1. #1

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    I have a long history as an amateur luthier building and restoring instruments from 5-string banjos to button boxes, and old guitars but now considering having a go at an archtop guitar. I have Bennedetto's book and plans and am considering how to proceed.

    I could pick up an oriental "kit" where the body and neck are already fabricated and only needs assembly and finishing - that is the easiest but is also the lest "hand built".

    I could get CNC routed top and bottom and do the rest myself. Shaping the top and bottom are the most difficult but ends up being hand built.

    Or I can start from raw material and do it all myself.

    I still haven't decided - might end up doing a kit and then a from-scratch version (not that I need two archtops LOL!)

    As a musician, I am an absolute beginner but I am trying!

    Look forward to the wisdom of the group!

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  3. #2

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    You sound like you have a perfect background for this adventure. Also, it’s quite common for instrument builders to have little to no experience as players. If you think about it, there’s not a whole lot of overlap of skill set between the two activities. I’m sure the forum would appreciate photo updates of the process. Good luck and welcome to the forum.
    Ignorance is agony.



  4. #3

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    Go from scratch then you can say you really built the guitar. Do the whole guitar and finish yourself, otherwise it really is not completely yours as such. My late friend Bill Hollenbeck said there were 3 things on the guitar he did not build. The machine heads, the pickup if requested, and the strings........otherwise he fabricated and did it all even his own tailpiece design and inlay.
    specializing in repair and setup, does your guitar play like it should?

  5. #4

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    Jump in... the water's fine!



  6. #5

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    It may depend on your access to the tools you want to use for your build. If you enjoy making tools and holding fixtures and such and you plan on making more than one, then go for the full build. It will take you somewhat longer to get your first guitar done but future builds should go a little bit faster and be a little bit better.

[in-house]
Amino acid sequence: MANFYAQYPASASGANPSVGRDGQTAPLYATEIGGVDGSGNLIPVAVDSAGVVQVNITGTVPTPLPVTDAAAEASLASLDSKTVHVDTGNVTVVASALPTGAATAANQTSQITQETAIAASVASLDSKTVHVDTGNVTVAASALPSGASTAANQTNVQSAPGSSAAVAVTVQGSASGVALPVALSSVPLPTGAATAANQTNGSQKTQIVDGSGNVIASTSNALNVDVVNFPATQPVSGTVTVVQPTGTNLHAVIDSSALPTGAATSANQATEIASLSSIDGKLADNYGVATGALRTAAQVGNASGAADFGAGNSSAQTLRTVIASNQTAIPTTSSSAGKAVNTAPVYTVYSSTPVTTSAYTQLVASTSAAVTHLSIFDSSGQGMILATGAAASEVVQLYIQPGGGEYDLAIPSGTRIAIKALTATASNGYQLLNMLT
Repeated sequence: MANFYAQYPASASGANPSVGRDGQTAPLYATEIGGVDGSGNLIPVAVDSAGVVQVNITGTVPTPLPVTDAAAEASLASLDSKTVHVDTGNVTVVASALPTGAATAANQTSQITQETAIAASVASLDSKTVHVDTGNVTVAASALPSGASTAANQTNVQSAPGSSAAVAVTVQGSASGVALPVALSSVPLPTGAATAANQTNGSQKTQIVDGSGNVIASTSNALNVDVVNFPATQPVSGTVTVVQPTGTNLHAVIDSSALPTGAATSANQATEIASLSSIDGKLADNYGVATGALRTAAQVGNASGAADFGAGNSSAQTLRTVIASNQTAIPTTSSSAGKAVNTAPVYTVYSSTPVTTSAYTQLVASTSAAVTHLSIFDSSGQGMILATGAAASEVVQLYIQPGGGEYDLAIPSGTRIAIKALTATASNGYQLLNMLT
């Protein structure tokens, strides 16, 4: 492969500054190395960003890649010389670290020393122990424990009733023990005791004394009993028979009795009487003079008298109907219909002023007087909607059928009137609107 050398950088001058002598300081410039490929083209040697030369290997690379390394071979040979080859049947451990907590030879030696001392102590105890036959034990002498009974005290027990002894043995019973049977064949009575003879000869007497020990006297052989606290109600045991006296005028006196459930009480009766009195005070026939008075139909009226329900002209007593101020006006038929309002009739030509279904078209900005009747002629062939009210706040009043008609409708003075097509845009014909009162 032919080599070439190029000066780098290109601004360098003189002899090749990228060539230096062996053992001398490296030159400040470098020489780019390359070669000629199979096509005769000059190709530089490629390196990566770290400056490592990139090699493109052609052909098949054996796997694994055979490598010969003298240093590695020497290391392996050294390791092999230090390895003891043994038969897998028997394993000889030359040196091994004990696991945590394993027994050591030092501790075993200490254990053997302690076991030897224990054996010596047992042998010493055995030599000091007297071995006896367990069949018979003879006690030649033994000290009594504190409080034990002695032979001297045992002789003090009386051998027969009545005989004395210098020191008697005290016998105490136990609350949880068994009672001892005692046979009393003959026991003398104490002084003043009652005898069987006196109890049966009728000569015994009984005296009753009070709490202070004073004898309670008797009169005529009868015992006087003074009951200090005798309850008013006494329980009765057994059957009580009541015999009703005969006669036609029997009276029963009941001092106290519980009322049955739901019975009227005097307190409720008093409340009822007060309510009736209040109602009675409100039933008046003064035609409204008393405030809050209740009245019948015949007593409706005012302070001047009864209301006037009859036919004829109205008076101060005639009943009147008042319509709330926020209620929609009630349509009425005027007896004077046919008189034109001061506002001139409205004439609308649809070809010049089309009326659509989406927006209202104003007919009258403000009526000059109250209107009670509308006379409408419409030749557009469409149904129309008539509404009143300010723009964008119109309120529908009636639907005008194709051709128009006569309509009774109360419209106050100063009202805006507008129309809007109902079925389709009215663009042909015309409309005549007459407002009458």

7. #6

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    I believe in starting from raw lumber if you have the tools. (Yes, yes. I get the irony. I use carbon fiber in my builds. But that is only in the last six years.)

    I’ve been involved with a luthier program at Palomar College for the last twenty years, and we always started with raw lumber. Starting there teaches you so much about the instrument that a kit would not. You learn what good wood really is, and frees you to choose lumber unavailable from “guitar wood” suppliers. It also means that in the future YOU decide what you outsource.

    It is also much more economical. That usually translates into freedom to start over a step if you make a mistake.

    A good resaw blade on a muscular band saw and a wide belt sander are usually the tools that keep people from starting with raw lumber. But there are makers spaces and woodworking clubs opening up that give people access to these tools. In a pinch there may be a cabinet shop that will help out for the price of some beer and good company.

    And remember, your first guitar (or two) is for learning. You’ll be very happy with it, but building your own isn’t a cheap way of getting a new custom L5. So use it as a way to get the most learning you can and don’t worry too much about how fast you can get to a finished product.


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  8. #7
    If you want to see what’s involved in doing it yourself check out the video series on YouTube by Richard Heeres. There’s about a dozen, first one below, really worth a look.



    I built my first guitar using the Benedetto book and plans, supplemented with these videos and some good advice found here by guys like Matt Cushman.

    i had built a violin first, so that experience helped (plus lots of repairs and years of woodwork experience). The result was pretty satisfying! You do need to be prepared to be inventive in building forms, templates and aids of all kinds.

  9. #8

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    I’m in the same boat. Built two flattops but looking to build an archtop with the Benedetto book. Because I like working with computers I built a CNC machine and plan to use it for roughing out the premiiminary shapes so I can fine tune by hand. I do enjoy hand planing but my hands get sore, especially with finger planes on hardwood. I do agree that working wood by hand is the best way to learn. I guess whatever route you choose, if your having fun that’s the main thing!
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